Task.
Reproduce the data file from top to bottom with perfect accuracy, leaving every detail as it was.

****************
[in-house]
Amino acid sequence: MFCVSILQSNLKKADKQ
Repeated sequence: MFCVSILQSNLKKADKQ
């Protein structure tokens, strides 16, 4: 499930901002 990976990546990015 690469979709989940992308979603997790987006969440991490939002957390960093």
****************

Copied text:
[in-house]
Amino acid sequence: MFCVSILQSNLKKADKQ
Repeated sequence: MFCVSILQSNLKKADKQ
């Protein structure tokens, strides 16, 4: 499930901002 990976990546990015 690469979709989940992308979603997790987006969440991490939002957390960093």